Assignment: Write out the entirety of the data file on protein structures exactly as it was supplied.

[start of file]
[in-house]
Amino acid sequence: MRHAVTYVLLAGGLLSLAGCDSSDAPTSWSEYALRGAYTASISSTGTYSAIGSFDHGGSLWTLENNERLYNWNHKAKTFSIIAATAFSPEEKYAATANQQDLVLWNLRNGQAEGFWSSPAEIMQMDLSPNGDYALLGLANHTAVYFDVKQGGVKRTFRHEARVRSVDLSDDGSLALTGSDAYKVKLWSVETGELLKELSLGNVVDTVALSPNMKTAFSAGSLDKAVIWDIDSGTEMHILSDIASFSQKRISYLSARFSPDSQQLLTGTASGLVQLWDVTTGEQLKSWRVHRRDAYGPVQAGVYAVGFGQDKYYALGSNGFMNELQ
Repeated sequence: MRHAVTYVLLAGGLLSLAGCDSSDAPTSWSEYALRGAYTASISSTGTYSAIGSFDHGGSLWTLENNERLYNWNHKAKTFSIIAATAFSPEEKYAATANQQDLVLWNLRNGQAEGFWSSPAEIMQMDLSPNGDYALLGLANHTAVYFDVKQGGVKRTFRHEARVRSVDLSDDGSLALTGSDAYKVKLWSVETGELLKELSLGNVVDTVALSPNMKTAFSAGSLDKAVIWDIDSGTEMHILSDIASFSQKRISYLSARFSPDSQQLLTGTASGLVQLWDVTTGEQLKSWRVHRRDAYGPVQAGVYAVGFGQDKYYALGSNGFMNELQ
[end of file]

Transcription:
[in-house]
Amino acid sequence: MRHAVTYVLLAGGLLSLAGCDSSDAPTSWSEYALRGAYTASISSTGTYSAIGSFDHGGSLWTLENNERLYNWNHKAKTFSIIAATAFSPEEKYAATANQQDLVLWNLRNGQAEGFWSSPAEIMQMDLSPNGDYALLGLANHTAVYFDVKQGGVKRTFRHEARVRSVDLSDDGSLALTGSDAYKVKLWSVETGELLKELSLGNVVDTVALSPNMKTAFSAGSLDKAVIWDIDSGTEMHILSDIASFSQKRISYLSARFSPDSQQLLTGTASGLVQLWDVTTGEQLKSWRVHRRDAYGPVQAGVYAVGFGQDKYYALGSNGFMNELQ
Repeated sequence: MRHAVTYVLLAGGLLSLAGCDSSDAPTSWSEYALRGAYTASISSTGTYSAIGSFDHGGSLWTLENNERLYNWNHKAKTFSIIAATAFSPEEKYAATANQQDLVLWNLRNGQAEGFWSSPAEIMQMDLSPNGDYALLGLANHTAVYFDVKQGGVKRTFRHEARVRSVDLSDDGSLALTGSDAYKVKLWSVETGELLKELSLGNVVDTVALSPNMKTAFSAGSLDKAVIWDIDSGTEMHILSDIASFSQKRISYLSARFSPDSQQLLTGTASGLVQLWDVTTGEQLKSWRVHRRDAYGPVQAGVYAVGFGQDKYYALGSNGFMNELQ